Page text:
Tsui's first substantial role came with Pang Ho-cheung's AV (2005), and his character - a film student who stumbles into the porn industry - was one that was based on a real person actually present on the set. "I sat side-by-side with this guy while shooting the making-of video. As I was imitating that person, I suddenly had the urge to become a real actor.

"In the past, in films such as The Mummy, Aged 19 (2002), I was just playing myself and was clueless about what was going on. I just did or said whatever [the director] Wilson Yip Wai-shun told me to do. It was AV, in which I played a director, that made me think about what film really is."


Based on a popular two-part novel that was originally published in an internet forum, The Midnight After represents a reunion of sorts for Tsui and many of his former colleagues, starting with director Fruit Chan, with whom he had only collaborated on cameo parts or commercials.

Other familiar faces include his Shine bandmate Wong Yau-nam, his Little Cheung sibling Yiu Yuet-ming, and Kara Wai Ying-hung, his co-star in the acclaimed art house drama At the End of Daybreak (2009).

Revolving around a group of minibus passengers who inexplicably become lost in time, the sci-fi mystery presents a small challenge for Tsui as he's required to play a composite of two characters from the original story.

The role of a scientifically minded detective with a latent, violent persona also demands the actor, who turns 31 next month, to be someone who is much more mature than his boyish looks would suggest.


"I grew a beard to look more mature and credible in The Midnight After," he says. Reflecting on his boyish looks, he acknowledges that, "My appearance does give me a greater range for film work. For example, I can easily slip into a comedy [for young people], like Kick Ass Girls (2013)."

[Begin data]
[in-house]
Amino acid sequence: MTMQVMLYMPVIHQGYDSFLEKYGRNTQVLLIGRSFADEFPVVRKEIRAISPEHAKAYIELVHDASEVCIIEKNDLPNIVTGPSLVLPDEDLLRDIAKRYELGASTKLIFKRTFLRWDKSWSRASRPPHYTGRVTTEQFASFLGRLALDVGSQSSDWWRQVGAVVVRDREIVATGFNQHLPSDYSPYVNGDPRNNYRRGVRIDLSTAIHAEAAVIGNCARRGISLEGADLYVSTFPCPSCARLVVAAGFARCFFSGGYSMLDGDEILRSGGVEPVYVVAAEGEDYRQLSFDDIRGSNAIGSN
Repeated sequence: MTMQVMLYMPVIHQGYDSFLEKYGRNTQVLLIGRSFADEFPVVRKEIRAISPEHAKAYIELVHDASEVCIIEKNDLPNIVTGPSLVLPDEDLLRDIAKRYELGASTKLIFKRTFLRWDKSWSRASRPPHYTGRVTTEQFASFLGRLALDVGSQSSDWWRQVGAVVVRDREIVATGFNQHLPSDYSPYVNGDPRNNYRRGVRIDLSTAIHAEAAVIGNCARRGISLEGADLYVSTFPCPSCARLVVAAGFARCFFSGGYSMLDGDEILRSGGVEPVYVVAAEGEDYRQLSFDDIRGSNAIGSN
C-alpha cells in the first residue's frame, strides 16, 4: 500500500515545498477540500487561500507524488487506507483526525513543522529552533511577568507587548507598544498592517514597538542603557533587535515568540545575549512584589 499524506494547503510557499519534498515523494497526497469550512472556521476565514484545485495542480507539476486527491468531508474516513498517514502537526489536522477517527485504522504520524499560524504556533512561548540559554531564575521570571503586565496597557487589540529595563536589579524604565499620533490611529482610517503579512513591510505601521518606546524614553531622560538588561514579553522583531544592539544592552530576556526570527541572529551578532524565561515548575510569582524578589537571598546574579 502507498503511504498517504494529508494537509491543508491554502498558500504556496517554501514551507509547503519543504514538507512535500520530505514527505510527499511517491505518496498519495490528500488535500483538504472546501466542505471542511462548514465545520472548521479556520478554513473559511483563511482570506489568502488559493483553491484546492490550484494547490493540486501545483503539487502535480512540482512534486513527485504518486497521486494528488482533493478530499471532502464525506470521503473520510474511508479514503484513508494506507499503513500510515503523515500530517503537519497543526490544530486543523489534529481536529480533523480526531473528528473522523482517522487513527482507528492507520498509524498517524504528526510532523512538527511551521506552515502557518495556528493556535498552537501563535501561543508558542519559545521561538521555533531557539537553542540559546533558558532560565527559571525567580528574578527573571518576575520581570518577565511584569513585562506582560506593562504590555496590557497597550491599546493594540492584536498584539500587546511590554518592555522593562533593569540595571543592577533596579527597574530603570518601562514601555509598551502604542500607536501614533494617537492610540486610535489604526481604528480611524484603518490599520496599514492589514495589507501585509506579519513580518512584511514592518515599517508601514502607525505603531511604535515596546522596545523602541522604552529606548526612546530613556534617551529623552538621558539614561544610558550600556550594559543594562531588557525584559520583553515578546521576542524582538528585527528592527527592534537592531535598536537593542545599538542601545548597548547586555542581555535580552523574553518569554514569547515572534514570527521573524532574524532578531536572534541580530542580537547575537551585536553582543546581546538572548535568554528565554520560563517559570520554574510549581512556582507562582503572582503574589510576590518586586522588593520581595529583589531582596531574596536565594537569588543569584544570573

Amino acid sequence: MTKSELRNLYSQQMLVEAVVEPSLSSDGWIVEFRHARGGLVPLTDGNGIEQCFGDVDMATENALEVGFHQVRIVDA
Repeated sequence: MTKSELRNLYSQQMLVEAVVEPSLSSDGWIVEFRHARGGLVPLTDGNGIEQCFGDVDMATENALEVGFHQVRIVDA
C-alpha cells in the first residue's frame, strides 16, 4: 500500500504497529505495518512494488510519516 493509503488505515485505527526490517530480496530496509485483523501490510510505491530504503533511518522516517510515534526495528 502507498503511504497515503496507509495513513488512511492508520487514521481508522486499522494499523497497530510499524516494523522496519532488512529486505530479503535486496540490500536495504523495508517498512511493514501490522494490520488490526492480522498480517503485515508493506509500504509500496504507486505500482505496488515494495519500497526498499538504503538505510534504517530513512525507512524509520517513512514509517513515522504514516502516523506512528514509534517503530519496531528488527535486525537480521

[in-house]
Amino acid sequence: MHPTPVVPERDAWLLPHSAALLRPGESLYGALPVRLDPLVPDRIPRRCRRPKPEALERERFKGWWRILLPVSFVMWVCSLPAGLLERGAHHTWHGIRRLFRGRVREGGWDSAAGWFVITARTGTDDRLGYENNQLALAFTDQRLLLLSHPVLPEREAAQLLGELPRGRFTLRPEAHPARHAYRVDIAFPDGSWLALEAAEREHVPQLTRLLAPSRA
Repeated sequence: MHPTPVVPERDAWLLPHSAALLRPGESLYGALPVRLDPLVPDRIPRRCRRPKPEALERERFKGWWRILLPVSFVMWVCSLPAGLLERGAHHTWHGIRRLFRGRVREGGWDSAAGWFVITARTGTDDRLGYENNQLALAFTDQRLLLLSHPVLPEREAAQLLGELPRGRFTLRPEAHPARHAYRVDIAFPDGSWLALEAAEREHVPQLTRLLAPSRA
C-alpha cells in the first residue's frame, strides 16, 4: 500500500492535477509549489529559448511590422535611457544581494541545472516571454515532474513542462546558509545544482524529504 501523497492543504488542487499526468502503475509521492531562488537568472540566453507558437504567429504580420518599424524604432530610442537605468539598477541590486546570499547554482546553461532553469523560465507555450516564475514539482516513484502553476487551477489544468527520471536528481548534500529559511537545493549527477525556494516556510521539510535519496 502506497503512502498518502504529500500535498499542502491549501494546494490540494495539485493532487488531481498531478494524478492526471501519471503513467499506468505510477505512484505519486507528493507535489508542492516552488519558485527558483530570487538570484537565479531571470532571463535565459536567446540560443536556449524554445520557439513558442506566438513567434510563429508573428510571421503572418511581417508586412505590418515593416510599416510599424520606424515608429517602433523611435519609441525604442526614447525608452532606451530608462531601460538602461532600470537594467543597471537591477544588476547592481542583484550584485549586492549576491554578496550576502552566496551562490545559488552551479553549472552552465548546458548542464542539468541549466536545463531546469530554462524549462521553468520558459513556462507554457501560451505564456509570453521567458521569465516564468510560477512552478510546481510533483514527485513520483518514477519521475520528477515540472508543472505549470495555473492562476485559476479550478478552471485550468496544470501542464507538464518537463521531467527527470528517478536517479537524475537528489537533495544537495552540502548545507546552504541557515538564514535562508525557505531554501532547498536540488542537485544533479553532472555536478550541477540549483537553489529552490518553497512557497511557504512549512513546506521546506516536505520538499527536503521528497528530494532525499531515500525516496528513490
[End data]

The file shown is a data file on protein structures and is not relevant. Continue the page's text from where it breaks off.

Tsui admits that he's not big on smiling ("That's my image - I can't help it"), and his stone face could have played a major part in his repeated casting in pensive roles. The latest of these came with Enthralled, the directorial debut of sarcastic columnist Chip Tsao.

In it, Tsui plays a Chinese literature lecturer who must cope with depression while taking care of his dying mother, and searching for his long-lost father. Tsao's story becomes bogged down in his efforts to get the myriad political metaphors across, and it sometimes threatens to become a farce. But Tsui, who gave himself a pale complexion for the role, comes out unscathed as a credible actor.

In an oddly ironic way, his character's confused prospect may be said to partly mirror Tsui's own.

"I started out as a pop idol but, several years in, I suddenly felt like I couldn't go on," he says. "I started to have problems because I was really lost, and I told my manager that I wanted to stop singing and start acting in movies.

"For a time I might be able to make two or three movies a year, but the feeling was that my career was stagnating. I felt lost and the world was ending. I almost decided to quit the industry. That's why I spent those years trying other things, like directing shorts, starting a business, and writing books. I have found my soul in the process. I've rediscovered myself bit by bit," he says.

While he has played both major parts in small films - Adam Wong Sau-ping's Magic Boy (2007), Ho Yuhang's At the End of Daybreak - and small parts in major films, such as Patrick Tam Ka-ming's After This Our Exile (2007) and Steven Soderbergh's Contagion (2011), Tsui believes that his acting career is only starting in earnest with his two latest leading roles.

"I feel like everything that came before was just the training stage," says Tsui. "I'm now waiting for the right parts and the right opportunities."

The Midnight After and Enthralled both open on April 10